(Raynaud’s syndrome)

Raynaud’s syndrome is a vasospasm in parts of the hand in response to cold, emotional stress, causing a reversible color changes discomfort and (pallor, cyanosis, erythema or a combination) in one or more fingers. Sometimes other extremities (z. B. nose, tongue) are affected. The disease may be primary (idiopathic) or secondary to occur. The diagnosis is made clinically, the study aims to distinguish primary from a secondary disease. The treatment of uncomplicated cases includes the avoidance of cold, biofeedback methods and, if required Nicotinabstinenz vasodilating calcium antagonists (eg., Nifedipine) or prazosin.

The prevalence is a total of 3-5%; Women are affected more often than men and younger people more than older people. Raynaud’s syndrome is probably formed due to increased ?2-adrenergic response that triggers the Vasopsasmus; the mechanism is not clear.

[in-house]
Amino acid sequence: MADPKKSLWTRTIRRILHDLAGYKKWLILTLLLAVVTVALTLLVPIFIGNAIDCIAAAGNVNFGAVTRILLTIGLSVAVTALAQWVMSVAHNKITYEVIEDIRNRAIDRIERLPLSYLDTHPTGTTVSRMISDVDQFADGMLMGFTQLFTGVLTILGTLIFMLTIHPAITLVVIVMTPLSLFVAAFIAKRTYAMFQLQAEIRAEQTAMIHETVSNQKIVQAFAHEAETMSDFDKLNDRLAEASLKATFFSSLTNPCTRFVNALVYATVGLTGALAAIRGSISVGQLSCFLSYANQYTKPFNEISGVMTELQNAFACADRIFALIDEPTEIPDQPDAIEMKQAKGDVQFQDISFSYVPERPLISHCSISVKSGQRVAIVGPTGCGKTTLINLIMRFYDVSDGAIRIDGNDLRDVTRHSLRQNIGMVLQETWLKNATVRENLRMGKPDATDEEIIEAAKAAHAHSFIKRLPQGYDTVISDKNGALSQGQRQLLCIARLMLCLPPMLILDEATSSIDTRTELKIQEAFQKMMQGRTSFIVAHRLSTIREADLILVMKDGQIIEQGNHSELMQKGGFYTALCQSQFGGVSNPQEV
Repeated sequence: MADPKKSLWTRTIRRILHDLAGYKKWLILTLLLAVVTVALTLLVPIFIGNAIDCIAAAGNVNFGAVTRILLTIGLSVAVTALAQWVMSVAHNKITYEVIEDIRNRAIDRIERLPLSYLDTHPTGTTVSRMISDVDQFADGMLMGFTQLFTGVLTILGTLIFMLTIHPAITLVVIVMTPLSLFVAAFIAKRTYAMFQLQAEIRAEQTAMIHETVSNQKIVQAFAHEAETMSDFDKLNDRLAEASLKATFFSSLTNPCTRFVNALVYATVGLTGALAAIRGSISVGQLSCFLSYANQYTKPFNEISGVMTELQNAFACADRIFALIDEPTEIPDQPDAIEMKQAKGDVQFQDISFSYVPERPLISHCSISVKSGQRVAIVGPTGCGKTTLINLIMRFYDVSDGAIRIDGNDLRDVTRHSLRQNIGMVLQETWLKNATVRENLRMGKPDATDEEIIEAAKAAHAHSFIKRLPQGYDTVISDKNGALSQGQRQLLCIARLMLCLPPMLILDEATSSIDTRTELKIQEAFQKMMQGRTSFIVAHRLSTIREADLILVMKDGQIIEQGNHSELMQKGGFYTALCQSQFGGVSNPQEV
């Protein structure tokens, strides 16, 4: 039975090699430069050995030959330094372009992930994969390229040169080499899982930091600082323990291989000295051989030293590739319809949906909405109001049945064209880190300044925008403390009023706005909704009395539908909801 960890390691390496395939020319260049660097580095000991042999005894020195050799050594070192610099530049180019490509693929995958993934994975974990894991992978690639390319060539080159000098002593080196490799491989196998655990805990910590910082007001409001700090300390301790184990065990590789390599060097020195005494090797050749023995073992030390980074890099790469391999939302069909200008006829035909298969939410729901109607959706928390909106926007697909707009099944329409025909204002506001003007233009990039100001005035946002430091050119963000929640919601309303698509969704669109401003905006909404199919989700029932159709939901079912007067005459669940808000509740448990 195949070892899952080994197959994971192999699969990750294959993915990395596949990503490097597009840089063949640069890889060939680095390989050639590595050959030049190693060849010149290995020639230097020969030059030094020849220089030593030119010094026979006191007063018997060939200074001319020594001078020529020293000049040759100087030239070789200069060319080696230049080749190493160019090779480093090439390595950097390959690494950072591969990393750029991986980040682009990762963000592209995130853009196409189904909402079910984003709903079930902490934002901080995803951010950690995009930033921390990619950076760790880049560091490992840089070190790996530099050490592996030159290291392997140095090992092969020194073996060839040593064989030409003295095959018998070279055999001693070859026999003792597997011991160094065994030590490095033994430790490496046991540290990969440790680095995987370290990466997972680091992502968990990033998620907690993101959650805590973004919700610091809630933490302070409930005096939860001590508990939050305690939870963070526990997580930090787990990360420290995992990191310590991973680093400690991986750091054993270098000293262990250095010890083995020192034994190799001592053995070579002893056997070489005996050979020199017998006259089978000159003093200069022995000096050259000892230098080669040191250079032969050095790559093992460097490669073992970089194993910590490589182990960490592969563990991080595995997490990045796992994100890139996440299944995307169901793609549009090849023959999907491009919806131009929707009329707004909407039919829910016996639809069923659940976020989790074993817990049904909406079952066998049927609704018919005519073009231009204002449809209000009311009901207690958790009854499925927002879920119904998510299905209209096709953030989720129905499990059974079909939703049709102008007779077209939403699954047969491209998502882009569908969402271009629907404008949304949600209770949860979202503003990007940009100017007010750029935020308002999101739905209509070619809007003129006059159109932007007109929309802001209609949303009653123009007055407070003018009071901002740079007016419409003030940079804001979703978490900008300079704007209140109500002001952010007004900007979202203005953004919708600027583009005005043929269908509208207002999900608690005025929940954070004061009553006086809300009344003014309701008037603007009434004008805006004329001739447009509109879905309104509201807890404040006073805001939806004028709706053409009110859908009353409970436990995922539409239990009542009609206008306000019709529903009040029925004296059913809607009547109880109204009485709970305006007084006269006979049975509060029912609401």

Raynaud’s syndrome is a vasospasm in parts of the hand in response to cold, emotional stress, causing a reversible color changes discomfort and (pallor, cyanosis, erythema or a combination) in one or more fingers. Sometimes other extremities (z. B. nose, tongue) are affected. The disease may be primary (idiopathic) or secondary to occur. The diagnosis is made clinically, the study aims to distinguish primary from a secondary disease. The treatment of uncomplicated cases includes the avoidance of cold, biofeedback methods and, if required Nicotinabstinenz vasodilating calcium antagonists (eg., Nifedipine) or prazosin. The prevalence is a total of 3-5%; Women are affected more often than men and younger people more than older people. Raynaud’s syndrome is probably formed due to increased ?2-adrenergic response that triggers the Vasopsasmus; the mechanism is not clear. The primary Raynaud’s syndrome is much more common (> 80% of cases) as the secondary; it occurs without symptoms or signs of other diseases. The remaining 20% ??of patients with symptoms of Raynaud’s syndrome, a causal underlying disease (eg. As systemic sclerosis) is diagnosed at first presentation or below. The secondary Raynaud’s syndrome is associated with various diseases and conditions, mainly connective tissue diseases (see Fig. Causes of secondary Raynaud’s disease). Causes of secondary Raynaud’s syndrome cause examples connective tissue diseases mixed connective tissue disease or undifferentiated connective tissue diseases polymyositis / dermatomyositis RA Sjögren’s syndrome SLE Systemic sclerosis Endocrine disorders hypothyroidism hematologic disease Cold agglutinin Polycythemia Vera tumors Carcinoid syndrome paraneoplastic neurological diseases carpal tunnel injuries frostbite vibration Vascular thoracic outlet syndrome Drug therapy ?-blockers cocaine ergot preparations nicotine agonists nicotine contributes often help, but is often overlooked. Raynaud’s syndrome can accompany migraine headaches, different anginal states and pulmonary arterial hypertension, suggesting that these diseases share a common vasospastic mechanism. Symptoms and discomfort feeling cold, burning pain, paresthesia or temporary color changes in one or more fingers are triggered when cold exposure, emotional stress and vibration. The symptoms are reversible upon removal of the trigger. The warming of the hands accelerates the restoration of normal skin color and sensation. The color changes are clearly limited to the finger. You can triphasic (pallor followed by cyanosis and after warming up the erythema follows due to reactive hyperemia), biphasic (cyanosis, erythema) or uniphasisch (only pallor or cyanosis only) be. The changes are often symmetrical. Raynaud’s syndrome is not proximal to the metacarpophalangeal joint; It most commonly affects the three middle fingers and the thumb rare. The vasospasm may last from minutes to hours, but is rarely strong enough to cause a loss of tissue in primary Raynaud’s syndrome. Raynaud’s syndrome with cyanosis © Springer Science + Business Media var model = {thumbnailUrl: ‘/-/media/manual/professional/images/44_raynaud_slide_18_springer_high_de.jpg?la=de&thn=0&mw=350’ imageUrl: ‘/ – / media / ? manual / professional / images / 44_raynaud_slide_18_springer_high_de.jpg lang = en & thn = 0 ‘, title:’ Raynaud’s syndrome with cyanosis ‘description:’ u003Ca id = “v37893792 ” class = “”anchor “” u003e u003c / a u003e u003cdiv class = “”para “” u003e u003cp u003eMehrere fingertips are cyanotic u003c / p u003e u003c / div u003e ‘credits’. © Springer Science + Business Media’

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